Stud partition framework with sound proofing
A stud partition is an easy way to divide an internal room, but the 'standard' design doesn't give much sound proofing - here we explain an alternative method of frame construction which gives increased noise reduction.
The basic structure is shown to the right. As can be seen, the partition is made up of two rows of vertical studs so that the studs and plasterboard on each side is separated from the studs and board making up the other side. Mineral Wool insulation is arranged within the partition.
The end result is that noise (vibration) on one side is not transmitter through the frame to the other side.
Recommended sizes for the timber (all sawn) are:
- Top and sole plates (2 top and bottom) - 50mm x 50mm (2 inch x 2 inch)
- End studs (2 each end) - 50mm x 50mm (2 inch x 2 inch)
- Other studs - 100mm x 75mm (4 inch x 3 inch)
- Noggins - 50mm x 50mm (2 inch x 2 inch)
Top and sole plates.
The top and sole plates are each made up of two 50 x 50mm timbers separated by a 35mm gap. Mark the line of the sole plate first - there may be two lengths, with a gap for the doorway, although this doorway will reduce the effectiveness of the sound deadening. The gap for the doorway should allow for the door frame required and for the two studs between the top plate and the floor. It is often a good idea to position the doorway such that a full number of cladding sheets will fit between an end wall and the side of the door; this will reduce the amount of work necessary when the partition is clad. Alternatively, position the gap to suit a full number of studs (see below), this will avoid the need to cut the insulation.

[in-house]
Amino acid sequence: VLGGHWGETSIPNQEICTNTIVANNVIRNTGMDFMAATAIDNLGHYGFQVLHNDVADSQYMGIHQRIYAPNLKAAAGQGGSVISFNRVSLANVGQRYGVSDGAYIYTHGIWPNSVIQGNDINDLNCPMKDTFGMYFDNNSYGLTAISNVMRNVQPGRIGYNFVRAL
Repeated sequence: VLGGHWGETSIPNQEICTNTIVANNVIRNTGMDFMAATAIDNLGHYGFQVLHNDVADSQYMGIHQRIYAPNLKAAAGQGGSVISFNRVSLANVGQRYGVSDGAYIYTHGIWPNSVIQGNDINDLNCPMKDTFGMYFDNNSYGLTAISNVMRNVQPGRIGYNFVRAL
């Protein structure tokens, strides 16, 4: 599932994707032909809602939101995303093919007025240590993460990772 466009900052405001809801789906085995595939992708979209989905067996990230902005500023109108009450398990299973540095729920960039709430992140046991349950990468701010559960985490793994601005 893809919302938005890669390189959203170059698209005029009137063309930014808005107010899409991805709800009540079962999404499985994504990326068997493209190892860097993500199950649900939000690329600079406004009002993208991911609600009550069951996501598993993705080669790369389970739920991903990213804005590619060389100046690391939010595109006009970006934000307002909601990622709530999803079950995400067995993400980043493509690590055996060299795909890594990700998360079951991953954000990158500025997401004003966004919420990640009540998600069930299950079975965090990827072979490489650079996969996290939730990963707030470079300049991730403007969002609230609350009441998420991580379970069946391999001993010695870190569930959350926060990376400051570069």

Positioning the partition:
- If the floor joists run at right angles to the partition, no special requirement is necessary other than to keep the sole plate on one floor board if possible.
- If the joists run parallel to the partition, position the sole plate over a joist. This will mean that all the floorboards run under the partition, this may cause problems later if individual boards need to be lifted in future - it is worthwhile thinking about lifting some boards before fitting the partition and cutting them so that part boards can be lifted on either side of the partition.
- If the partition is being erected on a solid ground floor, place a layer of damp-proof course felt or heavy polyethylene between the floor and the timber; this will eliminate the risk of rising damp.
Before the sole plate is secured, ensure that the locations of any electric cables, water and other services under the floor are known.
Secure the sole plate to the floor, ensure that the separate lengths are in line - either use a long straightedge across the doorway or run a string line between the extreme ends. Use a couple of pieces of scrap 35mm timber to ensure the spacing between the two timbers making the sole plate. On a timber floor, nail through the sole plate timbers into the joists (not just the floor boards) at about 1 metre spacing. On a solid floor, use suitable plugs and screws.
Use a plumb line or a vertical straightedge to locate the line of the top plate. Check whether the top plate will run across or parallel to the joists above the ceiling.
If the joists are parallel to the run of the partition, the line of the top plate may or may not coincide with a joist,. If the top plate does not line up with a joist, noggins should be fitted above the ceilings so that the top plate can be secured into something fairly solid - such noggins should be spaced about ever 2 metres.
Before fixing the top plate, locate and mark the positions of the joists or noggins into which it will be fixed. The joists may not be evenly spaced, so measure each individual spacing and mark them on the ceiling. Drilling pilot holes through the top plate will reduce the effort when hammering the nails overhead through the ceiling.